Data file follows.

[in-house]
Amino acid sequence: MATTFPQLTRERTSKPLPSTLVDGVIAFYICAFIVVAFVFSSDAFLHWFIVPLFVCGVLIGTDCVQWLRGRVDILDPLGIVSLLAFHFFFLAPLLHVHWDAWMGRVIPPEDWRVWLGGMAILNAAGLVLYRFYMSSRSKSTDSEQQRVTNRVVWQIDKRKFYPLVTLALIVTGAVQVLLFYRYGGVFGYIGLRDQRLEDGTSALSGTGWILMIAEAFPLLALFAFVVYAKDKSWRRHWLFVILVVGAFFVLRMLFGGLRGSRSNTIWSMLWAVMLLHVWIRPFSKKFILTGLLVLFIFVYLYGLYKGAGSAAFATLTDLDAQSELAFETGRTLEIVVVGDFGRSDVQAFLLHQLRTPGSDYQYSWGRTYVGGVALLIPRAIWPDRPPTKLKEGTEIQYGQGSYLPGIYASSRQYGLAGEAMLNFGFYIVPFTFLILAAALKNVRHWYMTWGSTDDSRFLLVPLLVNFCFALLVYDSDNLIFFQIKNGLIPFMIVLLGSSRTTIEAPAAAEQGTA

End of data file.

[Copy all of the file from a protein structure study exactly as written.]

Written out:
[in-house]
Amino acid sequence: MATTFPQLTRERTSKPLPSTLVDGVIAFYICAFIVVAFVFSSDAFLHWFIVPLFVCGVLIGTDCVQWLRGRVDILDPLGIVSLLAFHFFFLAPLLHVHWDAWMGRVIPPEDWRVWLGGMAILNAAGLVLYRFYMSSRSKSTDSEQQRVTNRVVWQIDKRKFYPLVTLALIVTGAVQVLLFYRYGGVFGYIGLRDQRLEDGTSALSGTGWILMIAEAFPLLALFAFVVYAKDKSWRRHWLFVILVVGAFFVLRMLFGGLRGSRSNTIWSMLWAVMLLHVWIRPFSKKFILTGLLVLFIFVYLYGLYKGAGSAAFATLTDLDAQSELAFETGRTLEIVVVGDFGRSDVQAFLLHQLRTPGSDYQYSWGRTYVGGVALLIPRAIWPDRPPTKLKEGTEIQYGQGSYLPGIYASSRQYGLAGEAMLNFGFYIVPFTFLILAAALKNVRHWYMTWGSTDDSRFLLVPLLVNFCFALLVYDSDNLIFFQIKNGLIPFMIVLLGSSRTTIEAPAAAEQGTA